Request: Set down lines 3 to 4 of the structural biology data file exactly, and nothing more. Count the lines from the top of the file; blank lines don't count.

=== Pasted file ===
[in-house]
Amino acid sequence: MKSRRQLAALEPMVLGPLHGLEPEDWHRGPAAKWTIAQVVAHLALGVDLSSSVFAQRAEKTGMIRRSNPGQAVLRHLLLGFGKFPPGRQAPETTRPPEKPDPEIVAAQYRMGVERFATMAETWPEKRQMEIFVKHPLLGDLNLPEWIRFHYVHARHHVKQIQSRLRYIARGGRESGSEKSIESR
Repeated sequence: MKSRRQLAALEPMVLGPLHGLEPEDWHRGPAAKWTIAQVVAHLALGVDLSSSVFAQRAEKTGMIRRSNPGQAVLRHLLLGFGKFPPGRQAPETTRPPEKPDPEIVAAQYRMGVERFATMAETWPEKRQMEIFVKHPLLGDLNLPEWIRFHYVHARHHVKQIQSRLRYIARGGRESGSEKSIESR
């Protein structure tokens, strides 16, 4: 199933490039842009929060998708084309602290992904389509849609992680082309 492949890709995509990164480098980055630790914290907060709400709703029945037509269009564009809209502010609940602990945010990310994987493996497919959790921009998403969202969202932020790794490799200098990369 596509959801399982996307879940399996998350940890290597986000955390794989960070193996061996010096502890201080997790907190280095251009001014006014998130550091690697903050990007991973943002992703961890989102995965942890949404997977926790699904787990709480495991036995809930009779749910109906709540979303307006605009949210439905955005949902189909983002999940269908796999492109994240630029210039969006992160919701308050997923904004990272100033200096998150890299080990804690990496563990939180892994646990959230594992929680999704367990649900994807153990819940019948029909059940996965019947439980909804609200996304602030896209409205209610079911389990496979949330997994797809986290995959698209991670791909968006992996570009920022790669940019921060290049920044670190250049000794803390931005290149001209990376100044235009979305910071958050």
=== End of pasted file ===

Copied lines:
Repeated sequence: MKSRRQLAALEPMVLGPLHGLEPEDWHRGPAAKWTIAQVVAHLALGVDLSSSVFAQRAEKTGMIRRSNPGQAVLRHLLLGFGKFPPGRQAPETTRPPEKPDPEIVAAQYRMGVERFATMAETWPEKRQMEIFVKHPLLGDLNLPEWIRFHYVHARHHVKQIQSRLRYIARGGRESGSEKSIESR
């Protein structure tokens, strides 16, 4: 199933490039842009929060998708084309602290992904389509849609992680082309 492949890709995509990164480098980055630790914290907060709400709703029945037509269009564009809209502010609940602990945010990310994987493996497919959790921009998403969202969202932020790794490799200098990369 596509959801399982996307879940399996998350940890290597986000955390794989960070193996061996010096502890201080997790907190280095251009001014006014998130550091690697903050990007991973943002992703961890989102995965942890949404997977926790699904787990709480495991036995809930009779749910109906709540979303307006605009949210439905955005949902189909983002999940269908796999492109994240630029210039969006992160919701308050997923904004990272100033200096998150890299080990804690990496563990939180892994646990959230594992929680999704367990649900994807153990819940019948029909059940996965019947439980909804609200996304602030896209409205209610079911389990496979949330997994797809986290995959698209991670791909968006992996570009920022790669940019921060290049920044670190250049000794803390931005290149001209990376100044235009979305910071958050």